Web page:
Mortgage lender fined over repossession policy
One of the UK’s biggest specialist mortgage lenders has been ordered to pay a record £10.5 million for treating struggling borrowers unfairly and being too ‘trigger-happy’ with repossessions.
GMAC-RFC, which was a top 10 lender before the credit crunch hit, has been fined £2.8 million by the Financial Services Authority (FSA) and ordered to pay over redress of £7.7 million plus interest to more than 46,000 mortgage customers.
An investigation found that the specialist lender, which mainly dealt with sub-prime, buy-to-let and self-cert mortgages, hit struggling borrowers with “excessive and unfair” charges. It was also found to have launched repossession proceedings before "fully considering the alternatives".
This is the first time a lender has been fined over the way it treats borrowers struggling with payments. Complaints about arrears handling increased 41% to 39,181 in the first six months of 2009, according to the FSA.
The fine follows the FSA publishing its mortgage market review, in which it proposed tougher affordability checks and the end of self-cert mortgages.
Margaret Cole, director of enforcement and financial crime at the FSA, says GMAC-RFC’s fine should act as a deterrent to other lenders.
In a written statement, the lender has apologised to affected customers.
It says: “While our arrears charges were in line with the market, in hindsight we fully accept that for certain fees our estimates of the costs were not proportionate to the additional administration actually required.”
What affected customers should do:
Over 46,000 GMAC-RFC mortgage customers could now be due redress from a compensation pot of up to £7.7 million plus interest. This applies to customers who were hit with specific arrears charges between 31 October 2004 and 30 November 2008.
Specifically, the FSA fine and redress order relates to:
* Excessive and unfair charges for customers
* Proposed repayment plans that did not always consider customers’ circumstances
* Repossession proceedings that were issued without all the alternatives being fully considered
GMAC-RFC’s staff were also found to have insufficient training in how to deal with arrears cases.
Customers who were hit with arrears charges for failing to pay their monthly mortgage payment by direct debit are set to receive an average refund of £117.
Borrowers who paid early repayment charges applied to arrears fees and charges could get an average refund of £14. And average refunds of £45 could be available in cases where the solicitor’s instruction fee their paid was more than the actual cost.
GMAC-RFC has already set up a redress system, and says it will write to all affected customers with more details.
Following this, existing customers of GMAC-RFC will receive an automatic re-crediting of the charges plus interest to their mortgage account.
Past customers, who have now redeemed their mortgages with GMAC-RFC, should also receive a letter. This will, however, be sent to their last known address.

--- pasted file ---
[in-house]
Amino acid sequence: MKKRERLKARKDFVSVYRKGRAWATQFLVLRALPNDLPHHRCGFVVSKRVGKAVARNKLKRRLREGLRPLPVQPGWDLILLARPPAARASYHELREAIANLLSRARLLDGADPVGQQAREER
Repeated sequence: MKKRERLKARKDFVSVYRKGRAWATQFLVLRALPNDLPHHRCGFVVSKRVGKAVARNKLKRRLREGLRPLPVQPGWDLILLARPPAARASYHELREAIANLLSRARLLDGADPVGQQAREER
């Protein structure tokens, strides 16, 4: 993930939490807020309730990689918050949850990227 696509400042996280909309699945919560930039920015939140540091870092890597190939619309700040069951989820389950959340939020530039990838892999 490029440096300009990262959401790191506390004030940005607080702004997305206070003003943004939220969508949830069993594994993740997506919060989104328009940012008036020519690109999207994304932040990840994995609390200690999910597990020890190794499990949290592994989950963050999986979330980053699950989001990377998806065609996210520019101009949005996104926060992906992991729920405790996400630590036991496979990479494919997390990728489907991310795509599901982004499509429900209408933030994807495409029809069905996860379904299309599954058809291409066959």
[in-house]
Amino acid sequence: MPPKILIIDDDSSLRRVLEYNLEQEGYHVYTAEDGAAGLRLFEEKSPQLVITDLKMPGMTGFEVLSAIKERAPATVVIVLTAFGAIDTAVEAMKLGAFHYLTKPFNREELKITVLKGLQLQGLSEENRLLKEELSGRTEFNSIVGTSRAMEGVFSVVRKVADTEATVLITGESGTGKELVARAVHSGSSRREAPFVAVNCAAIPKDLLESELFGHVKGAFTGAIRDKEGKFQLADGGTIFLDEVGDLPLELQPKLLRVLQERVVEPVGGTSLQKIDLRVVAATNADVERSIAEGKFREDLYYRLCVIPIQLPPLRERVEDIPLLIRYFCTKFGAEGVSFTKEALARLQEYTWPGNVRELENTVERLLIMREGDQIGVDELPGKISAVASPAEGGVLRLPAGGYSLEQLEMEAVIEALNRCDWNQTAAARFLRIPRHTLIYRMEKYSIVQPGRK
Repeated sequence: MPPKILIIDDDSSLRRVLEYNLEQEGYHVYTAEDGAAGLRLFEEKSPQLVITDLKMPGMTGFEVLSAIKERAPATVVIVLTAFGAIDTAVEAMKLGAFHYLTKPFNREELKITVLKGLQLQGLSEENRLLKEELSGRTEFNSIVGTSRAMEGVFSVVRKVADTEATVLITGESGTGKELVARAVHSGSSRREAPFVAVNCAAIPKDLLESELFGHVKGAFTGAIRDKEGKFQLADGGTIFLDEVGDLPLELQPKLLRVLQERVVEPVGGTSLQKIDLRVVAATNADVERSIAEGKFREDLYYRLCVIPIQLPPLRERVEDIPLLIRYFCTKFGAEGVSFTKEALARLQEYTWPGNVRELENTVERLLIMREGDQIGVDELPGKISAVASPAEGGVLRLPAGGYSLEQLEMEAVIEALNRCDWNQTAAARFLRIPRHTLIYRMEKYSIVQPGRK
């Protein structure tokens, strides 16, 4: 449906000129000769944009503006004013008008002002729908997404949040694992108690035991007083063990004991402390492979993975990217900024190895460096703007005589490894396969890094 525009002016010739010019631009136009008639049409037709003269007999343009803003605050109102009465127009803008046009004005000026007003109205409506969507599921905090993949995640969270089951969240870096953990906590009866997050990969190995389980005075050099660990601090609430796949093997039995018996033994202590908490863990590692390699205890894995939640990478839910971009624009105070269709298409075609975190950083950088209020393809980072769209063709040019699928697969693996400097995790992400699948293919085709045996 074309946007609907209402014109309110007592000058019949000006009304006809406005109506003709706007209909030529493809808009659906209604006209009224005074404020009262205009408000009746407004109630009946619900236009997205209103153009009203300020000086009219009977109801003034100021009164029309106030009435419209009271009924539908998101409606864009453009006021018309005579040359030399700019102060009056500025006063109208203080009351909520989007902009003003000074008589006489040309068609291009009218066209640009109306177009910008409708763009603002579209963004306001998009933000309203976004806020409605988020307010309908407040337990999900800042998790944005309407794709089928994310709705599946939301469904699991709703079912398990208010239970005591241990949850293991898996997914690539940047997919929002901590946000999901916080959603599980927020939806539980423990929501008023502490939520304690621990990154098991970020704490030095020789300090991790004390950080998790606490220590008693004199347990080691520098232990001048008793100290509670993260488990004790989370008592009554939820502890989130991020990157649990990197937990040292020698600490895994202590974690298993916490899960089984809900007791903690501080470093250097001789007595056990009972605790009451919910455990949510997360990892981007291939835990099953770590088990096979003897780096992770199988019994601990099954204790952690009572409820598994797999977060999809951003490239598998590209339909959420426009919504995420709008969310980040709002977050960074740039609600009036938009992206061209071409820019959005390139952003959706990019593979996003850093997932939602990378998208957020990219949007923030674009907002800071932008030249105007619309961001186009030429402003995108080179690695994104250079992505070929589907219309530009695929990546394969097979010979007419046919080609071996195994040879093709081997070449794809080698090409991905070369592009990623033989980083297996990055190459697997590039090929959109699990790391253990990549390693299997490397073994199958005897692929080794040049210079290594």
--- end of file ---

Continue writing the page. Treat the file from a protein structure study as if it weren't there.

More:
Affected customers who have moved address can contact GMAC-RFC on 0800 030 4662.
You can also find out more about redress on GMAC-RFC's website.
All sub-prime financial products are aimed at borrowers with patchy credit histories and the term typically refers to mortgage candidates, though any form of credit offered to people who have had problems with debt repayment is classed as sub-prime. Depending on the lender’s own criteria, sub-prime can apply to borrowers who have missed a few credit card or loan repayments to people who have major debt problems and county court judgments (CCJ) against their name. To reflect the extra risk in lending to people who have struggled in the past, rates on sub-prime deals are typically higher than for “prime” borrowers.
A homeowner’s worst nightmare; repossession is an action of last resort by mortgage lenders to recover money from borrowers that have failed to keep up with repayments on their mortgage or other loan secured on their home (see secured loan). Repossession is a legal procedure that has to go through several processes before the homeowner is evicted and the property reposed. These are: if a borrower keeps defaulting; the lender applies for a solicitor’s notice; the lender instigates possession proceedings through the court; at the court hearing a possession order is granted and sometimes a possession warrant; a bailiff is appointed and an eviction notice issued at which point the homeowner has two to three weeks to vacate the property.
The catch-all term applied to investors who buy properties with the sole intention of letting them to tenants rather than living in them themselves, with the proceeds from the let usually used for the repayment of the mortgage. Buy-to-let investors have to take out specialised mortgages that carry higher interest rates and require a much bigger deposit than a standard mortgage. Other expenditure can include legal fees, income tax (on the rental profits you make), capital gains tax (if you sell the property) and “void” periods when the property is unlet.
“Arrears” tend to be associated with debt. If you fall behind and miss payments on any outstanding debt, the amount you failed to pay is an arrear – the amount accrued from the date on which the first missed payment was due.
The Financial Services Authority is an independent non-governmental body, given a wide range of rule-making, investigatory and enforcement powers in order to meet its four statutory objectives: market confidence (maintaining confidence in the UK financial system), financial stability, consumer protection and the reduction of financial crime. The FSA receives no government funding and is funded entirely by the firms it regulates, but is accountable to the Treasury and, ultimately, parliament.